When I met him he was the intellectually mature Pastor of the Parish who had returned from completing his doctoral degree in Rome. His doctoral thesis was entitled “The Role of the Holy Spirit in the Mass,” Father Mouton returned to Louisiana and was assigned to Immaculate Conception Parish in Lake Charles, the current Bishop of Lake Charles Glen Provost was one of his Associate Pastors at St. Mary Magdalen in Abbeville and they distinguished themselves as a team with their deep love of the liturgy. Monsignor had also gotten an international status as a priest before he was pastor — this was because in 1962, he attended the Second Vatican Council, in the company of Bishop Maurice Shexnayder, and was subsequently appointed Peritus Concilii Vaticani Secundi (Expert of the Second Vatican Council). Still before I met him and when I was in fact two years old, In June 1966, Father Mouton was elevated to Monsignor Mouton. Like Monsignor Ignatius A. Martin with whom I lived in Duson and who had a major role to play in my parents return to the faith of their youth when he was a Pastor at St. Mary Magdalene — Monsignor Mouton would also serve as Superintendent of Catholic Schools from June 1967 to the time he received his first assignment as Pastor at St. Mary Magdalene Church in Abbeville in 1973. It was during that period that I got to know him. Many people knew Msgr. Richard Van Phul Mouton better than I but nobody knew him exactly as I did. His official obituary did not mention founding the Christian Service Center in Abbeville, the work he did with liturgy in parish life, hosting the Lay Evangelist Training and Commissioning Program for the Diocese of Lafayette or his significant involvement with the Fr. Conley Bertrand’s Come Lord Jesus program, the ground work and development of the Catholic is the Name Weekends, fostering Perpetual Adoration, or any of the other ways in which our paths crossed most publicly. He also officiated at my great grandmother’s funeral where I read one of the readings and based on that encounter he asked me to serve as lector which I did most of the time when I was in country and he was pastor was it was my turn. Many of the friends of my youth had him as a teacher at VCHS, they told me. I never did. But despite eating hundreds of meals with priests, I was somehow closer to Monsignor than all but a tiny few. It is odd, I suppose. But my real connections were more personal and complicated, he twice asked me to enter the seminary and I twice regretfully declined — that was a long time ago, before I was married. I considered the priesthood at other times but really at those particular times I felt certain that I could not seriously pursue that option. Monsignor was also my confessor and spiritual director for some but not all of that time, I found him an insightful and serious man with whom anything could be discussed.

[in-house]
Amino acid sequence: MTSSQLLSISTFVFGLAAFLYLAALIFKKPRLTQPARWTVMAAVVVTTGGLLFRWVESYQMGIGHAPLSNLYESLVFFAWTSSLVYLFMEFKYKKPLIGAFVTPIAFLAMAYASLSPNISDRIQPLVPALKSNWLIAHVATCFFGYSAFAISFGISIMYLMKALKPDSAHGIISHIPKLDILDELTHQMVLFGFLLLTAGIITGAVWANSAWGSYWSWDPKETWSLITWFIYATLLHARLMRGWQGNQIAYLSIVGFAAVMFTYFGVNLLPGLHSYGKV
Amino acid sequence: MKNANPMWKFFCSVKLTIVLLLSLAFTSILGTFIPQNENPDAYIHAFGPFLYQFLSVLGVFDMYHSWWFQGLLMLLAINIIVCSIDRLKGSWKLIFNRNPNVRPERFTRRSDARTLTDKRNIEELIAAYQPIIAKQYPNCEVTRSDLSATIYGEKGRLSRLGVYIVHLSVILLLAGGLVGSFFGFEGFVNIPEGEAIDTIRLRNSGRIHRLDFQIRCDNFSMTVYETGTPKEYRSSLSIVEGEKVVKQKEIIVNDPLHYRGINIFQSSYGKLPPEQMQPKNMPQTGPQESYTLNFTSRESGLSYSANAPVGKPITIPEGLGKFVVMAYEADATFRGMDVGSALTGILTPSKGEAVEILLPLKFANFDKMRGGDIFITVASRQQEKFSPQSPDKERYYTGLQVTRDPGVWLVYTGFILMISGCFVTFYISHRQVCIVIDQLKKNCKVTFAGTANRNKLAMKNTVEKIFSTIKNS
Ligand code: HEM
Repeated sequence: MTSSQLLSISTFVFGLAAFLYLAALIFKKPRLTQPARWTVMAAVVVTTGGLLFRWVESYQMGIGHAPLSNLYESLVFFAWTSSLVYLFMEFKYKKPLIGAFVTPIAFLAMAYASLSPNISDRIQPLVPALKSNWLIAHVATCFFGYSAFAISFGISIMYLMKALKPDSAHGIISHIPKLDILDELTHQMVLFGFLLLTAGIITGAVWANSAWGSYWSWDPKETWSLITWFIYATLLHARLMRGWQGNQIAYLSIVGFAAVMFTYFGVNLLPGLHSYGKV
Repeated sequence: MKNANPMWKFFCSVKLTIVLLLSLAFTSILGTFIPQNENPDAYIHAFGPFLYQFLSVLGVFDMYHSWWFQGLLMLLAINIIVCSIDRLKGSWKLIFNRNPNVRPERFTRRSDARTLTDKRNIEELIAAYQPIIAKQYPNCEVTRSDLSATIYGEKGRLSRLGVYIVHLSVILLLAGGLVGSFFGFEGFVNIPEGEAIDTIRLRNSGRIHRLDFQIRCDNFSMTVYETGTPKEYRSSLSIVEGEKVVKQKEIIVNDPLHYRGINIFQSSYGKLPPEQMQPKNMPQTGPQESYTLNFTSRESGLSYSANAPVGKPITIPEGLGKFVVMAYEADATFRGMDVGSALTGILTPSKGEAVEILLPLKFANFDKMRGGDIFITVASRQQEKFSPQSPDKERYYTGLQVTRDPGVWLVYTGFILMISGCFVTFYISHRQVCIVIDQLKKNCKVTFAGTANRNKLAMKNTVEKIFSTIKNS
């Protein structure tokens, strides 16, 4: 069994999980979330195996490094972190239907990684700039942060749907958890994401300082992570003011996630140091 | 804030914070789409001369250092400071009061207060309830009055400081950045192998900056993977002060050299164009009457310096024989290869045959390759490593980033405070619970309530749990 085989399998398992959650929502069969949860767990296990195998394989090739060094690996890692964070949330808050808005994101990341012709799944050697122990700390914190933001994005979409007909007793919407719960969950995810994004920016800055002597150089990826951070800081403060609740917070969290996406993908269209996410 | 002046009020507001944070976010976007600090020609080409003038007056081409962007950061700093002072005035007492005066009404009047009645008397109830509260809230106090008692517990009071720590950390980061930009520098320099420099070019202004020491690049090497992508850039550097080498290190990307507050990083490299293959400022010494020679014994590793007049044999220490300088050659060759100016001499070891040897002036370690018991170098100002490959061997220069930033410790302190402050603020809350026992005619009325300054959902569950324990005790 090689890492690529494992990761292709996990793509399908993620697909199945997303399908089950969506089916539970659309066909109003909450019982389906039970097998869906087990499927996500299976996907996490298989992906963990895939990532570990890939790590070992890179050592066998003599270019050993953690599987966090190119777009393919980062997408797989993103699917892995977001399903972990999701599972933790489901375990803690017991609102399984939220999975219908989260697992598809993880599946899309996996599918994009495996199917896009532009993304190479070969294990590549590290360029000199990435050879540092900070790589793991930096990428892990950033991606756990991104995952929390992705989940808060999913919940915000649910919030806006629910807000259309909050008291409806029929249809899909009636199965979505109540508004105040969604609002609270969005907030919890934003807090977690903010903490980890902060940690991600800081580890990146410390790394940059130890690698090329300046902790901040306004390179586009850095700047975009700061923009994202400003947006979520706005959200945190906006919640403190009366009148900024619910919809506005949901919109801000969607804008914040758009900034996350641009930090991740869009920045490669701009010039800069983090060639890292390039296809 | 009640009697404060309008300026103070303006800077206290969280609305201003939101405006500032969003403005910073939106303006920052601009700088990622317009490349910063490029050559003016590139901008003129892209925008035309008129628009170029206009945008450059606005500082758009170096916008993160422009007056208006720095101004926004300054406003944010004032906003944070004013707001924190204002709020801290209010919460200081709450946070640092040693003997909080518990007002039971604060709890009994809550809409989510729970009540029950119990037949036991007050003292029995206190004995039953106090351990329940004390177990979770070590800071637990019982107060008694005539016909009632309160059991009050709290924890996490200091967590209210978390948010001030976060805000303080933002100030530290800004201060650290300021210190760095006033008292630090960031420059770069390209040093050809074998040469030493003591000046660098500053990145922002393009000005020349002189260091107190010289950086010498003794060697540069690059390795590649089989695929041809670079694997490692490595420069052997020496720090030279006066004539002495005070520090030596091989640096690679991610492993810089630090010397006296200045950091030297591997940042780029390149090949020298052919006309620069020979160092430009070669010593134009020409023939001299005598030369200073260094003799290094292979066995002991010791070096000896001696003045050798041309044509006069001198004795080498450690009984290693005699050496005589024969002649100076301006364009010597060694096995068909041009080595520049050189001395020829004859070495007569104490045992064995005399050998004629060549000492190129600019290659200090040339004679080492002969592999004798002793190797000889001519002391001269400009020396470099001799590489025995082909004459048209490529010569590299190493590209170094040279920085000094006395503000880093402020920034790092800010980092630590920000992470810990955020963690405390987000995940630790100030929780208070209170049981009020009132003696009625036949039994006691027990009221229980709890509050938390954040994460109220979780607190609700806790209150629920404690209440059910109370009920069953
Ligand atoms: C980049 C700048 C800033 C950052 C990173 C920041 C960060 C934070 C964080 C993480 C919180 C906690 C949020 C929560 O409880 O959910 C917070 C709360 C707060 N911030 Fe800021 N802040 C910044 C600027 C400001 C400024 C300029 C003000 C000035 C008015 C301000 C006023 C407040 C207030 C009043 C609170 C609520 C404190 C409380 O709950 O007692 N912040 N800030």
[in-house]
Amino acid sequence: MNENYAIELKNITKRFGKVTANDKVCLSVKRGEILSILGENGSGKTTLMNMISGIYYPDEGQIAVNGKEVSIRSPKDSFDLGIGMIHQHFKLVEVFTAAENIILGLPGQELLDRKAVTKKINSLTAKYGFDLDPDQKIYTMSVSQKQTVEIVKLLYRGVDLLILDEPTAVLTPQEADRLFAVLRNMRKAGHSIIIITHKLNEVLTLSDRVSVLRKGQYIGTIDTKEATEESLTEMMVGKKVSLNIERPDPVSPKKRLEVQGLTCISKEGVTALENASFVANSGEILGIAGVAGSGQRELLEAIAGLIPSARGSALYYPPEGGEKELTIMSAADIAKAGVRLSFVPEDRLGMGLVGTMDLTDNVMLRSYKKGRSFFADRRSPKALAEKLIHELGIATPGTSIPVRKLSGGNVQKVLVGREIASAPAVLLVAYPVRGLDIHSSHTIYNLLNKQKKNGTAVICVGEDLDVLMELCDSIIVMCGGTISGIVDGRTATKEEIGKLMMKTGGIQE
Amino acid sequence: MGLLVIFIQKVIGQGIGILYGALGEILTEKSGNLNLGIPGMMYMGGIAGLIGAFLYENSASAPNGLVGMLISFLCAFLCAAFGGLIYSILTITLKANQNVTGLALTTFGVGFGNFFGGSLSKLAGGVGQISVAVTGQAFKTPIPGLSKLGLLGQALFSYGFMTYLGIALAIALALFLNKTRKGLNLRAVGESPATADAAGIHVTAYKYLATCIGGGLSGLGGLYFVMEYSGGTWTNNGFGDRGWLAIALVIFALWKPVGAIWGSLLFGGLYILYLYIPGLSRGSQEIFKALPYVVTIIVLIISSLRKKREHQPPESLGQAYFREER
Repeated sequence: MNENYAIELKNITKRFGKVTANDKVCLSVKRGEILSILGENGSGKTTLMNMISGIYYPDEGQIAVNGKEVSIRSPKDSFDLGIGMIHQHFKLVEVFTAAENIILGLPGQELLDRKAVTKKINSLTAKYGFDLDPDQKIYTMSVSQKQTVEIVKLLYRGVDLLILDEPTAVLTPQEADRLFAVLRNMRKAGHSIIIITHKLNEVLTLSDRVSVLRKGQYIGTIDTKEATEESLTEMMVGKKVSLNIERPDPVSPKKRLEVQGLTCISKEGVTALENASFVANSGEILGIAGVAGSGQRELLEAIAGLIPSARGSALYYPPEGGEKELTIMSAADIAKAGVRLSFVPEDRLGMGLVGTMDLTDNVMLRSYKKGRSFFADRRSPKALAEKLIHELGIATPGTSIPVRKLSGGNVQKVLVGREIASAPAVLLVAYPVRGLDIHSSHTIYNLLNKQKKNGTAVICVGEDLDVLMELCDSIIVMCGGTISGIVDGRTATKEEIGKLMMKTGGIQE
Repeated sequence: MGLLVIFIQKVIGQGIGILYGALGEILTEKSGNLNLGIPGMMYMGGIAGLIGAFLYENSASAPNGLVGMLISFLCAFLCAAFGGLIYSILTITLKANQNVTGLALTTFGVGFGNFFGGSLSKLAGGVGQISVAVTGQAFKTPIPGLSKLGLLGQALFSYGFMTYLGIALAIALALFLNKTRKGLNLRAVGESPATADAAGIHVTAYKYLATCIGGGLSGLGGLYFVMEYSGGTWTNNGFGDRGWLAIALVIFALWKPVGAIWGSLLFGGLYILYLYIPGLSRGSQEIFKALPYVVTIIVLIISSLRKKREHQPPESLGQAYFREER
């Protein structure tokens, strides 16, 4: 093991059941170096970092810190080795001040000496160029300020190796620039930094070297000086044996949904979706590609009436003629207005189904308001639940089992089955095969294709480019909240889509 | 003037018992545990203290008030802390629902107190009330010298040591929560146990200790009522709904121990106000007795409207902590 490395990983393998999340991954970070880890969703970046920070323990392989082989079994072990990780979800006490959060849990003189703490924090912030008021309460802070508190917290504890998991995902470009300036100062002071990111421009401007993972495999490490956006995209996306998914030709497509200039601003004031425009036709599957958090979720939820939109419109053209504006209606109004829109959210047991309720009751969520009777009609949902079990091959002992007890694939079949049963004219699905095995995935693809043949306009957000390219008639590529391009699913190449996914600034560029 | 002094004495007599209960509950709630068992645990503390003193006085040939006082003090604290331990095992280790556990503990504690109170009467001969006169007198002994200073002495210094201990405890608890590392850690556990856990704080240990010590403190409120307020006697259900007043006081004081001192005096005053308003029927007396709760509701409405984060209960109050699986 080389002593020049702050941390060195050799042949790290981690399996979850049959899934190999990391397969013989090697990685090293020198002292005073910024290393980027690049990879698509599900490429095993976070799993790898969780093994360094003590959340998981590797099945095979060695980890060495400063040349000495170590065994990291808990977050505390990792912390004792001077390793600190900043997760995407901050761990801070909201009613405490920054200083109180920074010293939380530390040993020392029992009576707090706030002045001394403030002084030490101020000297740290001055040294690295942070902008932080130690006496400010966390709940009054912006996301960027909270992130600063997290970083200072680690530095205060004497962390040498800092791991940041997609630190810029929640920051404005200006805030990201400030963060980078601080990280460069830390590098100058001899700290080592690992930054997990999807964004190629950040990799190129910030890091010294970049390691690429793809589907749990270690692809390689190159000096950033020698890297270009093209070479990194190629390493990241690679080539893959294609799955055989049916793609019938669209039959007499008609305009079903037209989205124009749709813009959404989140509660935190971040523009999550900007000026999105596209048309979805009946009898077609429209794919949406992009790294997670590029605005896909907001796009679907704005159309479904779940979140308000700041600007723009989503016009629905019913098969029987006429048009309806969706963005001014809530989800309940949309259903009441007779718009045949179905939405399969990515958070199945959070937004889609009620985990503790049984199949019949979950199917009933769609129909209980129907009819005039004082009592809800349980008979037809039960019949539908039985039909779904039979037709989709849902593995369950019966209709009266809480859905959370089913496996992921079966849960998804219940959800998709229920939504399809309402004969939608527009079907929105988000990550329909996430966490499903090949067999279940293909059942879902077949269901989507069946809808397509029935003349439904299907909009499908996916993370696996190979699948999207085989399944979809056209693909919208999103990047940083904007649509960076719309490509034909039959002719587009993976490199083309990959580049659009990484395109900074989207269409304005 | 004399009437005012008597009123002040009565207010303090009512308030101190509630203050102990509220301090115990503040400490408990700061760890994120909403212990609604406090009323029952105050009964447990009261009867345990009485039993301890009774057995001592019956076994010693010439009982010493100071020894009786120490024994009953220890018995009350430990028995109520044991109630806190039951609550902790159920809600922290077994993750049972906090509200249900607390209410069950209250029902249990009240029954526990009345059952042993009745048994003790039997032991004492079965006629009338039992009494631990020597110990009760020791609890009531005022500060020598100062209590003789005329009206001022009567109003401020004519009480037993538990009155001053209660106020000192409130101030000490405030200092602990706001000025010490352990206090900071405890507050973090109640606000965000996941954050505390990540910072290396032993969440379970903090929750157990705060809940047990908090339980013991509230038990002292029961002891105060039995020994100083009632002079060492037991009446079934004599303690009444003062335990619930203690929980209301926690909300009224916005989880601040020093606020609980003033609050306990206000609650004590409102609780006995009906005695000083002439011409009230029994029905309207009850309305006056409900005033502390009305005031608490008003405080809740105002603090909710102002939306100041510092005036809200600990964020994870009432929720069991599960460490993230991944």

In February 1987, Monsignor Mouton was assigned as Pastor of St. Pius X Church in Lafayette in a an unusual swap with Fr. Donald Theriot who was the celebrant at my wedding. Theriot came to St. Mary Magdalene from Pius X. During his time as Pastor, Monsignor participated in the development of various pastoral ministries, most notably the development of St. Thomas More Catholic High School and the founding of St. Pius X Elementary School. I would later teach at St. Thomas More High School of which St. Pius is a Corporate Parish and would move there during my year of teaching and then away to Baton Rouge to pursue my M.A. but my parents would move there with my younger siblings and he would remain their pastor and he would be someone I had much occasion to see. When I was teaching at St. Thomas More High School we did have some interactions. Mostly those related to crises in the school administration at a school which is normally stable but was having an unstable year. STM was in the official obituary whereas virtually nothing from Abbeville was in it except merely his pastorate. However, it is not a matter of question that St. Pius Elementary School there is one of his greatest achievements. He saw Catholic education as a key part of preserving the Faith and the right kind of Christian intellectual development. But he was a Ragin’ Cajun as well and continued his studies at the local secular university and not only at St. Joseph’s Seminary and the Pontifical College. He saw the light of Divine Truth in all learning, although I don’t have the particular courses at hand I am pretty sure that I remember that. He lived a faith in his time. To quote the official obituary: